Bones are divided by its magnitude and functions into the long bone (trabecular), short and flat (diagram 16). Long (trabecular) bones are the bones

Structure of bones (long, short and flat; the periosteum) [anatomical]

Bones are divided by its magnitude and functions into the long bone (trabecular), short and flat (diagram 16).

Long (trabecular) bones are the bones of the limbs and have two heads and the body. On their longitudinal cut in the central part can be seen the cavity, which is filled with red marrow in children and yellow — in adults. Trabecular bone body is composed of a dense (compact) tissue, and heads are of spongy bone tissue formed by membranes that are arranged in mutually perpendicular directions. Between the membranes of spongy substance is located red bone marrow — a blood formation organ. Heads of long bones have articular surfaces, coated with cartilage, which is composed of cells (chondrocytes) and hard connective tissue. Due to the cartilage cells the bone grows in length.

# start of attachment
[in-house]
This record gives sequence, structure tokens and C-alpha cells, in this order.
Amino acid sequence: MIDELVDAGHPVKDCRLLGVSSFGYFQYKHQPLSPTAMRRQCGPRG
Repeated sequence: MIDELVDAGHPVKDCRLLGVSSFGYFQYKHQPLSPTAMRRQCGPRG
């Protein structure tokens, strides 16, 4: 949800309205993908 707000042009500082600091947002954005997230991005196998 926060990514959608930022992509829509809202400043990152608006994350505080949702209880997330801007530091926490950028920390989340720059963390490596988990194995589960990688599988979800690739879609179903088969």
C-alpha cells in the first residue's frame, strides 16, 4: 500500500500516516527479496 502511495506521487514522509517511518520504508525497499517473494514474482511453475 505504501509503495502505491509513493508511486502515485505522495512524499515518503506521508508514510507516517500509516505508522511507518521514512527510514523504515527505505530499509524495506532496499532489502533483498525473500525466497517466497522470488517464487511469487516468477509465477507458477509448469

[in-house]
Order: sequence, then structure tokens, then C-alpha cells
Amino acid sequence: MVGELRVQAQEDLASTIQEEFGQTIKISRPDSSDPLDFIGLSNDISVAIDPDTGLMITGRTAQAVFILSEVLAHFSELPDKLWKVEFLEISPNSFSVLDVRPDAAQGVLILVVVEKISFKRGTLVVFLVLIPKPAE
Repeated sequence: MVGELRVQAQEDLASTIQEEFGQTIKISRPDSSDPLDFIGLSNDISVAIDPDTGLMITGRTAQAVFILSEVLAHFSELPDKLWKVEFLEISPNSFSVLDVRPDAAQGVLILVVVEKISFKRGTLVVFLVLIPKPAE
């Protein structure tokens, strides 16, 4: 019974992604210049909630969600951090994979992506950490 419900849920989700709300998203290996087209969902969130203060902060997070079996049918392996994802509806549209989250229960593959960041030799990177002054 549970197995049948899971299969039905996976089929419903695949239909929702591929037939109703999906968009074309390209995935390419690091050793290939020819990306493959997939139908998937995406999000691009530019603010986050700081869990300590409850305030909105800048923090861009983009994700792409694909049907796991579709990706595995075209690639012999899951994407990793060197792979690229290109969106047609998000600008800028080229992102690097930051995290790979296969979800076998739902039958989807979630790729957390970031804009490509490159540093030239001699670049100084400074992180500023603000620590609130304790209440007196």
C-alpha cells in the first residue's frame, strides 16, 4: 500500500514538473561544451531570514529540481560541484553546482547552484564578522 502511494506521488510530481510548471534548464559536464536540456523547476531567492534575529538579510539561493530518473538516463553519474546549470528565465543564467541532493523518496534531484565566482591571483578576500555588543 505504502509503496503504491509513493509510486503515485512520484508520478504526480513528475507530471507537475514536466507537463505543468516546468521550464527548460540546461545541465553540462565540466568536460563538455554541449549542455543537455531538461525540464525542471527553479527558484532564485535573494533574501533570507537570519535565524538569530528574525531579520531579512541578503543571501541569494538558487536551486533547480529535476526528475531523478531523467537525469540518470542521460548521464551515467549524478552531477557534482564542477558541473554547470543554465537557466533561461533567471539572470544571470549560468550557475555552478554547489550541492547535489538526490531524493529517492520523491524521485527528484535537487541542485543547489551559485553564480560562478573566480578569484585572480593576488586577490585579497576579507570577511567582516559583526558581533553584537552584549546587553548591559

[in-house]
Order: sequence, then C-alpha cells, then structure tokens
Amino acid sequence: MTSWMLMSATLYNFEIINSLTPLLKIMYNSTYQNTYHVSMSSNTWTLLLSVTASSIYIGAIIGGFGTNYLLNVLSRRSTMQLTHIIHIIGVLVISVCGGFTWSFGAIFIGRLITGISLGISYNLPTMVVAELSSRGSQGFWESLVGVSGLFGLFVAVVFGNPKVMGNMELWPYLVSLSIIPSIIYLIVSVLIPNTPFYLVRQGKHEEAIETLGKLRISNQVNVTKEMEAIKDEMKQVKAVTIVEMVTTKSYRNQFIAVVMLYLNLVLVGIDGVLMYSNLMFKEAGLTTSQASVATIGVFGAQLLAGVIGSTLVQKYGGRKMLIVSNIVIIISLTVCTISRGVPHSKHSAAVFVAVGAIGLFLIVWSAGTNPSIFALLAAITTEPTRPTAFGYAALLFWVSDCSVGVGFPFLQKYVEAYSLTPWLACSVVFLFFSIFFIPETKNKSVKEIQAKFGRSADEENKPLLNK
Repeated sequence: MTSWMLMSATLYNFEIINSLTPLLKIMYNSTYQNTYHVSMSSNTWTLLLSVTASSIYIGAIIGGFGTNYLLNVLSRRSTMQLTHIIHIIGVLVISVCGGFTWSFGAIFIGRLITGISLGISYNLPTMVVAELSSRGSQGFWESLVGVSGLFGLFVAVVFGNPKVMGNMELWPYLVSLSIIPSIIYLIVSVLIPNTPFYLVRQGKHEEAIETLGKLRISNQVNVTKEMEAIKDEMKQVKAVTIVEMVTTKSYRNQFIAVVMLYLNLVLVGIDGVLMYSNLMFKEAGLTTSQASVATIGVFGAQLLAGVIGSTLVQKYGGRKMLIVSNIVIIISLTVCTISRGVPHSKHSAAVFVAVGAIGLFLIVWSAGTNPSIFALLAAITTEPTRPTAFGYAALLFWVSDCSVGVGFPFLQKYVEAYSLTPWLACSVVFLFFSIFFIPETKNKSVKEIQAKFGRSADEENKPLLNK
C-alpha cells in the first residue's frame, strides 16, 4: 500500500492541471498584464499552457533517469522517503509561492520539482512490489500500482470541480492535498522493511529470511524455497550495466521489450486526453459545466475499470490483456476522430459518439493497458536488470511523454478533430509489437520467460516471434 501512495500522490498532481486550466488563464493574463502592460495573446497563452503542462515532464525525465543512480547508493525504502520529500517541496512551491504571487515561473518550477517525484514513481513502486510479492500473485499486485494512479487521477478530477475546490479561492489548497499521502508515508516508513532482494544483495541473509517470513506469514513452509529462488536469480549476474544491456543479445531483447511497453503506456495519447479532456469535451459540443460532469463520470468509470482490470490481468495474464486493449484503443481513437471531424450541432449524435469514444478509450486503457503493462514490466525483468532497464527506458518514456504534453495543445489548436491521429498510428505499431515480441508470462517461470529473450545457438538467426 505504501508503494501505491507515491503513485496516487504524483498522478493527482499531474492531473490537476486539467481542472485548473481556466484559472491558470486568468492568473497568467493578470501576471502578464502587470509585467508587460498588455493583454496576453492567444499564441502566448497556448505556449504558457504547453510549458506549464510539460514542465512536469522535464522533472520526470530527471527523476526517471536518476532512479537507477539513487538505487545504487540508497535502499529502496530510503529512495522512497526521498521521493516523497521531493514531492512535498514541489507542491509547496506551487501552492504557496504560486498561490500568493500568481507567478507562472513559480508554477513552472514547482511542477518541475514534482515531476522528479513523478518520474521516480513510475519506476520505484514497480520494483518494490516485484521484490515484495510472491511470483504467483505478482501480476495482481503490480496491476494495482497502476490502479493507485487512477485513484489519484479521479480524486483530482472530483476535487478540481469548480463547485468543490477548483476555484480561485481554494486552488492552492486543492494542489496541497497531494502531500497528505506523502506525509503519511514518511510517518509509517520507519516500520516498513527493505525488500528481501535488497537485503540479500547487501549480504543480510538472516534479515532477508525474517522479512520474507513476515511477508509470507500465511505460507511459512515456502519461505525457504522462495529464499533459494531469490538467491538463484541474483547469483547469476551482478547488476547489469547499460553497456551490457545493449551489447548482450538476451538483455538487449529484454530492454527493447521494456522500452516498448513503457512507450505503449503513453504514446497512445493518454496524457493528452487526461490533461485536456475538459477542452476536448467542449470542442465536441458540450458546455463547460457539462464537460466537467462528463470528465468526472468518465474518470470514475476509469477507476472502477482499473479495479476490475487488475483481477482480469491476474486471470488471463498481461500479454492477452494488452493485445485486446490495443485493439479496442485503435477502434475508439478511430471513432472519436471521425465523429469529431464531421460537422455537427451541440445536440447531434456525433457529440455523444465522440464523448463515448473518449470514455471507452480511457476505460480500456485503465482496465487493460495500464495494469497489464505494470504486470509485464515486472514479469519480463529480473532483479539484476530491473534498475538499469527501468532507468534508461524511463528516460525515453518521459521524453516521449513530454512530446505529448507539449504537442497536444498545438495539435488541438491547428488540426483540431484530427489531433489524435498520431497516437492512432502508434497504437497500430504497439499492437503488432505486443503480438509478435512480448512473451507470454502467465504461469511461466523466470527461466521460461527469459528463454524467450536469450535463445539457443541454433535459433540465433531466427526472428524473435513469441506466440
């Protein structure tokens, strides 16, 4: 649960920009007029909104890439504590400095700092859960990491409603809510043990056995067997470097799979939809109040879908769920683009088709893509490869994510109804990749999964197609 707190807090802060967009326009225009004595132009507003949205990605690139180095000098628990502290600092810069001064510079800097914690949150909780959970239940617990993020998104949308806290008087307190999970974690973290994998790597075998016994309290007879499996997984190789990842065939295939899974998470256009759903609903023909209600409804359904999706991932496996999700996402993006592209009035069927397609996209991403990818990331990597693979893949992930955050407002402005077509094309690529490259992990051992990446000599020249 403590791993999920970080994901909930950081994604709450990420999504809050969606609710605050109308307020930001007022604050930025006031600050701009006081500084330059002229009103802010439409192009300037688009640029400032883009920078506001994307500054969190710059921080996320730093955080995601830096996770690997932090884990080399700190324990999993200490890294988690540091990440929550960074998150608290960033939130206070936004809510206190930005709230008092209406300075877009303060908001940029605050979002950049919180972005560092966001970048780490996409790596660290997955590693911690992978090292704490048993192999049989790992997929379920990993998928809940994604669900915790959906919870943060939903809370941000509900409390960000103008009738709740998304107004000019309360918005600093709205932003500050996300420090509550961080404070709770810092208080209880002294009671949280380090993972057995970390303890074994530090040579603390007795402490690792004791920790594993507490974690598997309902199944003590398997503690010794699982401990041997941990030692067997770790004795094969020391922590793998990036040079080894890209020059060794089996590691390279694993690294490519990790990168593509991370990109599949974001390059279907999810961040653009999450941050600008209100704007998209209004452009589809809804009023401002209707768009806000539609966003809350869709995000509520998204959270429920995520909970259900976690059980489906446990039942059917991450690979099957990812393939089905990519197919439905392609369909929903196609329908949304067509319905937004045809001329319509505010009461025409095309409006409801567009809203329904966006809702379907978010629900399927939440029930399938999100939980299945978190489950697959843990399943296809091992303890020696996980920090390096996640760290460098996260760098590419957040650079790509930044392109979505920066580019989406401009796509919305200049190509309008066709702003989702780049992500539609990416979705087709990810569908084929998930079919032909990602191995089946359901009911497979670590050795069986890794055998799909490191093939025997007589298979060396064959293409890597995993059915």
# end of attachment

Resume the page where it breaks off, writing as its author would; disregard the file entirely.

Diagram 16. Types of bones: 1 — trabecular (long bones): a) body; b) head; 2 — flat (blade); 3 — short spongy (vertebrae)

Flat (scapula, sternum) and short spongy (wrist, vertebrae) bones usually consist only of the sponge material, coated with a thin layer of compact substance. Taken from http://worldofschool.org

Outside the bone is covered with periosteum — a thin connective tissue that contains many blood vessels and nerves. Its inner layer is composed of cells that grow, reproduce and ensure the growth of bone in thickness, and heal it when it fractures. Bone supply is done due to the blood vessels of the periosteum. In attachment places of muscles the bone surface has roughness. They are increased in people who involved in sports from childhood or adolescence.

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Questions:
  • Identify interrelation of the bones anatomical structure with their physiological functions.

  • Explain why the bone grows.

  • What type of tissue are the bone and cartilage ones?